Musgrave having rough first year in Minnesota

By Jon Krawczynski

Associated Press

Published: Friday, Dec. 23 2011 2:25 a.m. MST

FILE - In this Sept. 1, 2011, file photo, Minnesota Vikings offensive coordinator Bill Musgrave looks on during the second half of an NFL preseason football game against the Houston Texans, in Minneapolis. Musgrave has had a rough first season on the job. Injuries to key players, breaking in a rookie quarterback and erratic playcalling have some fans calling for his firing.

Andy King, File, Associated Press

EDEN PRAIRIE, Minn. — The odds have been against Bill Musgrave from the start this season.

He left his job as quarterbacks coach in Atlanta to become the offensive coordinator in Minnesota, but the lockout robbed him of the chance to get a head start on installing his system with rookie quarterback Christian Ponder and the offense.

Musgrave also planned to lean heavily on Adrian Peterson, but the star running back missed three games because of a sprain ankle. The Vikings also had high hopes for former Falcons receiver Michael Jenkins, the only player with a previous connection to Musgrave, but Jenkins was lost for the season Dec. 1 because of a knee injury.

Veteran quarterback Donovan McNabb was a bust, prompting the Vikings to hand the job to Ponder in Week 7.

All have contributed to the Vikings (2-12) sitting at No. 28 in passing offense heading into their game Saturday at Washington.

"There's more that we look forward to getting in in a more orthodox offseason, that's for sure," Musgrave said. "This has been a season like no other but we still have made tremendous strides and we've learned a lot about our young players and our veterans. We've got two more games to get back on track and get the outcome that we want."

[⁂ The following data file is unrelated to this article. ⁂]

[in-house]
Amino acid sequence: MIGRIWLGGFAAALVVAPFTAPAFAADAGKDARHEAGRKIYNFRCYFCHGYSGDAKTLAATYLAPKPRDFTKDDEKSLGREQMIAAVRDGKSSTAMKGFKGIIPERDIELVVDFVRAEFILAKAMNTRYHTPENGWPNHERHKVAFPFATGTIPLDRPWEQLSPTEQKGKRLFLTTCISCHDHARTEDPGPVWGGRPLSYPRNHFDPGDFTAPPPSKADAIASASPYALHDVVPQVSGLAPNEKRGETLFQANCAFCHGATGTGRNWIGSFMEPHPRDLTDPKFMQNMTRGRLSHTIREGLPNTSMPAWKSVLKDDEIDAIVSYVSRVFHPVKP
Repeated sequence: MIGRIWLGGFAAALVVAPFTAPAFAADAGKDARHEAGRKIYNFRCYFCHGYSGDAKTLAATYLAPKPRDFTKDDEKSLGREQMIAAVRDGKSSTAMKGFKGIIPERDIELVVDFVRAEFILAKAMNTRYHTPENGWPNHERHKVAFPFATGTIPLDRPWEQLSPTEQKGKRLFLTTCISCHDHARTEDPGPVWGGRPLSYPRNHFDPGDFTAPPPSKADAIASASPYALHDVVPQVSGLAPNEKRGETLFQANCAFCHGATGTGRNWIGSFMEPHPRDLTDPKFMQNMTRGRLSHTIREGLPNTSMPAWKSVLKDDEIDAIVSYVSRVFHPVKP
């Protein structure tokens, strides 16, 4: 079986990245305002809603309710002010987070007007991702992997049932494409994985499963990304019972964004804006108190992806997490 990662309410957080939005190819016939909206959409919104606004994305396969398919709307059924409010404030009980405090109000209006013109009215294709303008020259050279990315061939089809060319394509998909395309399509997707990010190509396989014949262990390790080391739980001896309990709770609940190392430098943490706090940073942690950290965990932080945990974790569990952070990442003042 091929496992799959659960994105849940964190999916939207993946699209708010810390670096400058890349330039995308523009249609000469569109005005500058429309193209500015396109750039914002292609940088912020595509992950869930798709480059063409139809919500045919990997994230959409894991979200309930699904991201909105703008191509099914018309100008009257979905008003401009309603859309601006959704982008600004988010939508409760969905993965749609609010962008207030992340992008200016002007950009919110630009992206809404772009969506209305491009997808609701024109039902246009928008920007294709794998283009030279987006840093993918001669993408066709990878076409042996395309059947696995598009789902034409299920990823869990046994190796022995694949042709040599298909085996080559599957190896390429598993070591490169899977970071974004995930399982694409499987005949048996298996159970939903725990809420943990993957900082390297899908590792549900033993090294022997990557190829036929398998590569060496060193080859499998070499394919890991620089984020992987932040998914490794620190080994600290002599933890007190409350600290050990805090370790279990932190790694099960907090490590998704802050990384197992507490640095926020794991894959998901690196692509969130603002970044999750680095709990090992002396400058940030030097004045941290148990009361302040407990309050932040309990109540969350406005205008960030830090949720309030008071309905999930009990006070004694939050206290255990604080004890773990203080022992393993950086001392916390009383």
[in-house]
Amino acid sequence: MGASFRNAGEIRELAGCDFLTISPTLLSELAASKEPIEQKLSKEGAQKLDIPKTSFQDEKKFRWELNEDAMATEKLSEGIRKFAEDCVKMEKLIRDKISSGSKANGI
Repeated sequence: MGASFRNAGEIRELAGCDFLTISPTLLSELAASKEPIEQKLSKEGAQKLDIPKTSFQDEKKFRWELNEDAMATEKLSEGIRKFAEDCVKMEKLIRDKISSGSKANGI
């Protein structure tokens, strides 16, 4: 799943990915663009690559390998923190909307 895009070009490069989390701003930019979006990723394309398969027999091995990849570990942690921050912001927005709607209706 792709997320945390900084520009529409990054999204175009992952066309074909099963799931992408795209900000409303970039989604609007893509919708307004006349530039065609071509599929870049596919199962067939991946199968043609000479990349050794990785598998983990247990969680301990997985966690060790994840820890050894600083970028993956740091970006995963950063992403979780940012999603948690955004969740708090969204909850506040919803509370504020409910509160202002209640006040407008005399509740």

Throughout the season, it's appeared at times as if Musgrave is still searching for how to best use the personnel he has on the roster. There have been some head-scratching play calls that have drawn the ire of the fans, including Sunday in a 42-20 loss to New Orleans.

The Vikings had the ball in the second quarter at the New Orleans 13 after a 39-yard run from Peterson. Backup quarterback/receiver Joe Webb lined up behind center with Ponder split to his right in the backfield. Two times in a row, Webb faked a handoff to Ponder to try and confuse the defense. Webb threw an incomplete pass and managed a 3-yard gain on an option on the next play.

"We've got an eight or 10-play package there," Musgrave said. "We've only scratched the surface. We've got a number of other plays that we've been working on and we're looking forward to getting those on tape and getting good at them."

The Vikings scored on the next play, thanks to a savvy call from Musgrave in which Toby Gerhart scored on a shovel-pass from Ponder. But later in the game, they faced a third-and-1 on their own 43. Rather than call for a power run to pick up the yard, the Vikings pitched it left to Peterson, who was met in the backfield by Will Smith and thrown for a 5-yard loss as boos rained down from the impatient crowd.

"We need to find something that we can hang our hat on these final two games and say, 'You know what, that was good, let's build on that," Frazier said. "That's what we're trying to do in these last two games."

But Frazier does remain in Musgrave's corner, and he said on Thursday that he is convinced keeping everyone in place is the key to improving next season.

"I'm really excited about Bill, along with the rest of our offense," Frazier said. "I see things that I know we're going to have a quality offense once we get some other pieces in place and have a full offseason."

The Vikings rank fourth in the league in rush offense, but many fans wouldn't mind seeing Musgrave go.

"I always think it's a part of this profession," Musgrave said. "The key is focusing each and every week to do your best and correct the mistakes that you may have made in the previous weeks."

Changing offensive coordinators would be problematic because they would then likely be asking Ponder to learn his second offensive system in two seasons. Young quarterbacks have struggled in those scenarios before, none more than 49ers quarterback Alex Smith, the former No. 1 overall pick who has had a different offensive coordinator in each of his first seven NFL seasons and only now is showing signs of putting it all together.

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